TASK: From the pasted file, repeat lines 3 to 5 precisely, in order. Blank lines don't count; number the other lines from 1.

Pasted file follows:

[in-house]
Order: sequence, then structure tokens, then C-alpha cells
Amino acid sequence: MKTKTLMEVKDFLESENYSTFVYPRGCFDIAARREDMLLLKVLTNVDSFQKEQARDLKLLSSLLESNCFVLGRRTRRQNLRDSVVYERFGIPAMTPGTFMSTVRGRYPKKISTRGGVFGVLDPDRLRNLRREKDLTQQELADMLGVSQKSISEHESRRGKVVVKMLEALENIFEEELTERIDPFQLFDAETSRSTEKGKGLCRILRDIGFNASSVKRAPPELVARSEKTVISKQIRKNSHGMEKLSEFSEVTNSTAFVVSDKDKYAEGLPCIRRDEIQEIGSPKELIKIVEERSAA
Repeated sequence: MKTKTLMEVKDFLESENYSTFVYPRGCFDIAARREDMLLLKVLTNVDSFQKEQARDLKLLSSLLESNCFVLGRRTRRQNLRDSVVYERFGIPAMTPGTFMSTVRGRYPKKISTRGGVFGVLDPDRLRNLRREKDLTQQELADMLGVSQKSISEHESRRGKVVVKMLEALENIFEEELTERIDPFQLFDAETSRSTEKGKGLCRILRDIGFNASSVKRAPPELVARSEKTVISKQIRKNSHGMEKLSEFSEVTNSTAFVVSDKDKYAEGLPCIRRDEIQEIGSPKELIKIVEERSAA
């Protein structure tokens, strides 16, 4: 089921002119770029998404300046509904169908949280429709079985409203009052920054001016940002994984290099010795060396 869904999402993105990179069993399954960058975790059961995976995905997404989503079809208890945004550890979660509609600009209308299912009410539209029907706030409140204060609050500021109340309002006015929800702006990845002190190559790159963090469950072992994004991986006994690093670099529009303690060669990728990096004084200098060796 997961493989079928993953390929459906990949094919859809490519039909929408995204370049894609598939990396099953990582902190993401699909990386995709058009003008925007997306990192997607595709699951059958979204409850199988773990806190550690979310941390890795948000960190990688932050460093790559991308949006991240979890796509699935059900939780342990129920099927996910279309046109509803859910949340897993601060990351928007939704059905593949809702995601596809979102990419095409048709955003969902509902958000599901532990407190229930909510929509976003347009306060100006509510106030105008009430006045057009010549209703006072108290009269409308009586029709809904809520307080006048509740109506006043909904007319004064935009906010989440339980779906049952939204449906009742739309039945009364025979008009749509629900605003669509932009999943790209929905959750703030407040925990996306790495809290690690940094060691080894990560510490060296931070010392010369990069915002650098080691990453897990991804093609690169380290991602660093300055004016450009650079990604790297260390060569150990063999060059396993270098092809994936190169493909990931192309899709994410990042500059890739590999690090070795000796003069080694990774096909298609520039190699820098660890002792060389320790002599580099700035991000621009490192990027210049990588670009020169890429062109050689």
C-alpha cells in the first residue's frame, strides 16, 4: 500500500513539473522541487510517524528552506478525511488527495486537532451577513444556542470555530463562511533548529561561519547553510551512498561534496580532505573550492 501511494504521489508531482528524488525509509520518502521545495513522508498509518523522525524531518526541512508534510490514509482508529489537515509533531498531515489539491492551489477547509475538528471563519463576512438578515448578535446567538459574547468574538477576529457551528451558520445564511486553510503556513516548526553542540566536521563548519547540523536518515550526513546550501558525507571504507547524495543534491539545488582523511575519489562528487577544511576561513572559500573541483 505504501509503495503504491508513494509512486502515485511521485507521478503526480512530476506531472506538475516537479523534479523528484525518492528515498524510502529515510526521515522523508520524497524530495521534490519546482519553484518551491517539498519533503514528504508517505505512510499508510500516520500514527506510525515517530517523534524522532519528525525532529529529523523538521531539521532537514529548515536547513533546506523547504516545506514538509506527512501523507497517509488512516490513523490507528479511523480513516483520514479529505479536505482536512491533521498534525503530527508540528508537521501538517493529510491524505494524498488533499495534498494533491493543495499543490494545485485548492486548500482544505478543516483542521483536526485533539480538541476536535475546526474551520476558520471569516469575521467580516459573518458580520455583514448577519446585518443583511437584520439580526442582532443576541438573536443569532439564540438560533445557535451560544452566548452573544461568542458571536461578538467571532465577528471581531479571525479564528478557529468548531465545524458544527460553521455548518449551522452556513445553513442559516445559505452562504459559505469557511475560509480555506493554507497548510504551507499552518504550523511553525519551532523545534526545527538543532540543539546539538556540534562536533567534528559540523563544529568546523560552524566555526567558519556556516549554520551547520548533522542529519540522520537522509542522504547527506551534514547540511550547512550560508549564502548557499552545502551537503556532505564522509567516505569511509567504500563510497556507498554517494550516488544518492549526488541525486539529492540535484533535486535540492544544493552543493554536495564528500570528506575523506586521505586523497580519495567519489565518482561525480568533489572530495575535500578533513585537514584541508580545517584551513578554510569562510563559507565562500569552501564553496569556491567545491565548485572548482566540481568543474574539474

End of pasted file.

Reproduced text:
Amino acid sequence: MKTKTLMEVKDFLESENYSTFVYPRGCFDIAARREDMLLLKVLTNVDSFQKEQARDLKLLSSLLESNCFVLGRRTRRQNLRDSVVYERFGIPAMTPGTFMSTVRGRYPKKISTRGGVFGVLDPDRLRNLRREKDLTQQELADMLGVSQKSISEHESRRGKVVVKMLEALENIFEEELTERIDPFQLFDAETSRSTEKGKGLCRILRDIGFNASSVKRAPPELVARSEKTVISKQIRKNSHGMEKLSEFSEVTNSTAFVVSDKDKYAEGLPCIRRDEIQEIGSPKELIKIVEERSAA
Repeated sequence: MKTKTLMEVKDFLESENYSTFVYPRGCFDIAARREDMLLLKVLTNVDSFQKEQARDLKLLSSLLESNCFVLGRRTRRQNLRDSVVYERFGIPAMTPGTFMSTVRGRYPKKISTRGGVFGVLDPDRLRNLRREKDLTQQELADMLGVSQKSISEHESRRGKVVVKMLEALENIFEEELTERIDPFQLFDAETSRSTEKGKGLCRILRDIGFNASSVKRAPPELVARSEKTVISKQIRKNSHGMEKLSEFSEVTNSTAFVVSDKDKYAEGLPCIRRDEIQEIGSPKELIKIVEERSAA
């Protein structure tokens, strides 16, 4: 089921002119770029998404300046509904169908949280429709079985409203009052920054001016940002994984290099010795060396 869904999402993105990179069993399954960058975790059961995976995905997404989503079809208890945004550890979660509609600009209308299912009410539209029907706030409140204060609050500021109340309002006015929800702006990845002190190559790159963090469950072992994004991986006994690093670099529009303690060669990728990096004084200098060796 997961493989079928993953390929459906990949094919859809490519039909929408995204370049894609598939990396099953990582902190993401699909990386995709058009003008925007997306990192997607595709699951059958979204409850199988773990806190550690979310941390890795948000960190990688932050460093790559991308949006991240979890796509699935059900939780342990129920099927996910279309046109509803859910949340897993601060990351928007939704059905593949809702995601596809979102990419095409048709955003969902509902958000599901532990407190229930909510929509976003347009306060100006509510106030105008009430006045057009010549209703006072108290009269409308009586029709809904809520307080006048509740109506006043909904007319004064935009906010989440339980779906049952939204449906009742739309039945009364025979008009749509629900605003669509932009999943790209929905959750703030407040925990996306790495809290690690940094060691080894990560510490060296931070010392010369990069915002650098080691990453897990991804093609690169380290991602660093300055004016450009650079990604790297260390060569150990063999060059396993270098092809994936190169493909990931192309899709994410990042500059890739590999690090070795000796003069080694990774096909298609520039190699820098660890002792060389320790002599580099700035991000621009490192990027210049990588670009020169890429062109050689």